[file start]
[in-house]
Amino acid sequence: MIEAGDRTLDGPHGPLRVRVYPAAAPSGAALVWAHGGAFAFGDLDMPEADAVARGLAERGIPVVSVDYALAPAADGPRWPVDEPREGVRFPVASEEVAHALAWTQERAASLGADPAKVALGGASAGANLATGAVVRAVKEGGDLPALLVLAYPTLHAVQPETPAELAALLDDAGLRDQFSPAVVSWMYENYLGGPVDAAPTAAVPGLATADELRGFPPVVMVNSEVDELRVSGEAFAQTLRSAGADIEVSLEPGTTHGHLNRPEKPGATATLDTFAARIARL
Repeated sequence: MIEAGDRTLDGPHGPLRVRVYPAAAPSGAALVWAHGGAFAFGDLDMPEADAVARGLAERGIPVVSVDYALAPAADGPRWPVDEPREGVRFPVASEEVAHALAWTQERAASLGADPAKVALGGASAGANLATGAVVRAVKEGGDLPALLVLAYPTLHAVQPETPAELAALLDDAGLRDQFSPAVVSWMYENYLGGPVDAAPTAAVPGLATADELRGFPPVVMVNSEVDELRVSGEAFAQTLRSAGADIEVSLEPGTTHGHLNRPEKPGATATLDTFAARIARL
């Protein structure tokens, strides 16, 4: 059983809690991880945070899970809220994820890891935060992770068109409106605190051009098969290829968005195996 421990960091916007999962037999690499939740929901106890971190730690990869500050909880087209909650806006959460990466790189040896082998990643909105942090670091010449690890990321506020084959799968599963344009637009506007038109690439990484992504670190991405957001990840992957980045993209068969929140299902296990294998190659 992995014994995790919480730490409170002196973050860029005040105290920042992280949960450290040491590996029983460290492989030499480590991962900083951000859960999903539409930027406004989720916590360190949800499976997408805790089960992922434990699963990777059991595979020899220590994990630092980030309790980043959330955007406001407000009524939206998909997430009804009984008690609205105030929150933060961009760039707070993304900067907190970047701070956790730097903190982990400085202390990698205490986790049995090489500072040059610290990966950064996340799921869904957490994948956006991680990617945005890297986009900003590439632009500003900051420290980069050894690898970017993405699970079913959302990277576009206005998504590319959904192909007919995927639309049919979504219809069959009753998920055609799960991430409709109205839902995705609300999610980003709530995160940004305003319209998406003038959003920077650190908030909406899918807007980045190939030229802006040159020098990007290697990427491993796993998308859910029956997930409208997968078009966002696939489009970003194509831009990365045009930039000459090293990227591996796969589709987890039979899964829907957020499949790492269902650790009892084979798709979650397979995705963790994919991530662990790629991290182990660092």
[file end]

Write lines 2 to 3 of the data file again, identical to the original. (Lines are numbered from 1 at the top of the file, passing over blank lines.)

Amino acid sequence: MIEAGDRTLDGPHGPLRVRVYPAAAPSGAALVWAHGGAFAFGDLDMPEADAVARGLAERGIPVVSVDYALAPAADGPRWPVDEPREGVRFPVASEEVAHALAWTQERAASLGADPAKVALGGASAGANLATGAVVRAVKEGGDLPALLVLAYPTLHAVQPETPAELAALLDDAGLRDQFSPAVVSWMYENYLGGPVDAAPTAAVPGLATADELRGFPPVVMVNSEVDELRVSGEAFAQTLRSAGADIEVSLEPGTTHGHLNRPEKPGATATLDTFAARIARL
Repeated sequence: MIEAGDRTLDGPHGPLRVRVYPAAAPSGAALVWAHGGAFAFGDLDMPEADAVARGLAERGIPVVSVDYALAPAADGPRWPVDEPREGVRFPVASEEVAHALAWTQERAASLGADPAKVALGGASAGANLATGAVVRAVKEGGDLPALLVLAYPTLHAVQPETPAELAALLDDAGLRDQFSPAVVSWMYENYLGGPVDAAPTAAVPGLATADELRGFPPVVMVNSEVDELRVSGEAFAQTLRSAGADIEVSLEPGTTHGHLNRPEKPGATATLDTFAARIARL